might be a little different with other CD Burning software)


I use Nero7. It has a yes/no tick box on the Burn Audio CD screen,
where I can choose whether or not I want the silence.

Jim
  #25  
Old January 30th 18, 02:09 PM posted to uk.tech.digital-tv
JNugent[_4_]
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Posts: 241
Default Freeview swizzling sound tracks

On 29/01/2018 20:00, Brian Gaff wrote:

Nobody interested in commenting on the original point then.
Its about time also that tv makers put decent speakers in their sets.
brian


I have a 40" Bravia whose sound is acceptable, but the lower part of the
frame is wide enough to house reasonable speakers. The updated smart TV
Bravia, with a very narrow "picture-frame" surround, sounded like a
tin-can until I got a Denon soundbar.

The world has moved on. The visual aesthetics of modern TVs no longer
allow forward facing speakers. Rear-facing speakers would not sound good
(and the stereo effect would be compromised). The soundbar (or the
connection into a hi-fi ststem) looks as though it's here to stay.



  #26  
Old January 30th 18, 05:09 PM posted to uk.tech.digital-tv
Paul Ratcliffe
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Posts: 2,486
Default Freeview swizzling sound tracks

On Mon, 29 Jan 2018 19:26:08 GMT, Johnny B Good
wrote:

It's been well over a decade since I last burnt any audio CDs but I do
remember the problem I had creating CDs from ripped tape and vinyl where
the audio CD burning software (Nero5 in my case) kept introducing
unwanted two second gaps between the seperate tracks very much against my
wishes.


That's why anyone who wanted total control used to use something like
Cdrecord and write the cuesheets themselves. I certainly did.
  #27  
Old January 30th 18, 05:58 PM posted to uk.tech.digital-tv
Max Demian
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Posts: 3,970
Default Freeview swizzling sound tracks

On 30/01/2018 15:09, JNugent wrote:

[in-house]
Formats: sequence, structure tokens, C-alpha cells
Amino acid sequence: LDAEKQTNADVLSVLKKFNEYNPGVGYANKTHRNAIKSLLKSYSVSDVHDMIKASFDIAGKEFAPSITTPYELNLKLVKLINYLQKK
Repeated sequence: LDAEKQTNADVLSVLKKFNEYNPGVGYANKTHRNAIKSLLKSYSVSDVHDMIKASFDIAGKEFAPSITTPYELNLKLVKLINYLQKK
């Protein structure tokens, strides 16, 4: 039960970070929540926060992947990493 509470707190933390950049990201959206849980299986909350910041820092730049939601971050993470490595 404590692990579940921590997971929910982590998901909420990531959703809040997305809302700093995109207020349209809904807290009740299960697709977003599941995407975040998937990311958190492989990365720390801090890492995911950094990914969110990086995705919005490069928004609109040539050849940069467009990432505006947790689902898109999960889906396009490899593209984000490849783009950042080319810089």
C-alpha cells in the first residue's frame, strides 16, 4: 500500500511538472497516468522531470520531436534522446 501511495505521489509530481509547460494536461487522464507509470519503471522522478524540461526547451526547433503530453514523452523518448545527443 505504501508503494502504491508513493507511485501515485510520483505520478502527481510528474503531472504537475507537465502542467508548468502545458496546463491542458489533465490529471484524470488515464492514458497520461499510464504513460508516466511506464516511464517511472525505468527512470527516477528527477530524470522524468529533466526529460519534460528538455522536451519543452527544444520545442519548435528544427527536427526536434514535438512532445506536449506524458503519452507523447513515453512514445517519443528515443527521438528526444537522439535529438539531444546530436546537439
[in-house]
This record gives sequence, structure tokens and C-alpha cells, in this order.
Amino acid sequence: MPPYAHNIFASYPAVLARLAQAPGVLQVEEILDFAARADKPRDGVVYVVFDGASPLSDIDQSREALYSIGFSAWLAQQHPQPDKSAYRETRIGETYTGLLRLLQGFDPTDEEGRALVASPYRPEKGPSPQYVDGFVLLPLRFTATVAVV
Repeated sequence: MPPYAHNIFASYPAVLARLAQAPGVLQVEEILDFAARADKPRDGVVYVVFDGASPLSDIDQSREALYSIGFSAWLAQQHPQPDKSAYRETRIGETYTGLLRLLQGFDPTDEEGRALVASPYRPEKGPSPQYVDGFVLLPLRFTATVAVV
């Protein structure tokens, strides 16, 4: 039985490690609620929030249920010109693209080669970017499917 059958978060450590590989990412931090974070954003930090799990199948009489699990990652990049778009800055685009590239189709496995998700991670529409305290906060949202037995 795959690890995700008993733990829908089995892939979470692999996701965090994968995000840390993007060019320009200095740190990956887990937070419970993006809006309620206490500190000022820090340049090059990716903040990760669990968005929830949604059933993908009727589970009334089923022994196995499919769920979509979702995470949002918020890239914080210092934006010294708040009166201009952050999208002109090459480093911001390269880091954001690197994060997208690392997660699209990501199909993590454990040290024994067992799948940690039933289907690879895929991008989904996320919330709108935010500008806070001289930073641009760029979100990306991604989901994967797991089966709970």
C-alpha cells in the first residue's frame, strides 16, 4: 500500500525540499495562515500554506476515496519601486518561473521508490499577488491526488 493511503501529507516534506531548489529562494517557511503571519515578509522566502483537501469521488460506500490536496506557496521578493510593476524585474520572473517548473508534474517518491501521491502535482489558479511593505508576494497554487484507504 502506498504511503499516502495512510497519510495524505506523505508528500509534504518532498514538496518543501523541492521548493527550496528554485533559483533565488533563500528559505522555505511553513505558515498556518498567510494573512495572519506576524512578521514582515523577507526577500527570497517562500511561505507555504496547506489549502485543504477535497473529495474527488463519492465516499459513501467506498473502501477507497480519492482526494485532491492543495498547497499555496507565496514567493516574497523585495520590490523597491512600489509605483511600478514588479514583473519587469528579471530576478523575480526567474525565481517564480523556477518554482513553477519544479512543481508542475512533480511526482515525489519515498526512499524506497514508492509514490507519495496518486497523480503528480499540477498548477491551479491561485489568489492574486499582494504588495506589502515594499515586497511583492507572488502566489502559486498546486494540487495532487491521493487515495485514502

On 29/01/2018 20:00, Brian Gaff wrote:

Nobody interested in commenting on the original point then.
* Its about time also that tv makers put decent speakers in their sets.
* brian


I have a 40" Bravia whose sound is acceptable, but the lower part of the
frame is wide enough to house reasonable speakers. The updated smart TV
Bravia, with a very narrow "picture-frame" surround, sounded like a
tin-can until I got a Denon soundbar.

The world has moved on. The visual aesthetics of modern TVs no longer
allow forward facing speakers. Rear-facing speakers would not sound good
(and the stereo effect would be compromised). The soundbar (or the
connection into a hi-fi ststem) looks as though it's here to stay.


A soundbar-like device could be part of the installation that the TV
slots into instead of a table stand. Why should we have to pay extra for
decent sound?

--
Max Demian
  #28  
Old January 30th 18, 06:25 PM posted to uk.tech.digital-tv
JNugent[_4_]
external usenet poster
 
Posts: 241
Default Freeview swizzling sound tracks

On 30/01/2018 11:24, Max Demian wrote:
On 30/01/2018 07:08, Roderick Stewart wrote:
On Mon, 29 Jan 2018 19:26:08 GMT, Johnny B Good
wrote:

Can I assume that you are referring to commercially pressed CDs which,
when played on another CD player, *doesn't* duck the sound at the track
boundaries[...]?


I think that is what he's referring to, and I can confirm I've
observed the same effect.

A typical pop album will be a collection of separate songs with brief
pauses between them, and a great many classical works will also be
divided into different "movements", usually intended to be played with
pauses between them, but occasionally not. Even when movements of a
symphony or concerto are played without breaks, as their composers
intended, it's usual for CD recordings to include the same metadata
markers as for separate tracks, and when a player handles this
correctly you will see the indicated track number change but without
hearing any interruption to the music.


I think "index markers" (subdivisions of a track) were originally
intended to be used to mark movements, so the track markers could be
used for multiple works on the same CD.

The first CD player I bought (in 1987) supported indexes, but I've never
seen a CD that used them, and manufacturers stopped making players with
them.

Even the Wikipedia entry doesn't mention them:
https://en.wikipedia.org/wiki/Compact_disc#Audio_CD


I have one CD which has subordinate track markers within a track
(indicated in the format, eg, 1:1, 1:2) - but I can't remember which one
it is.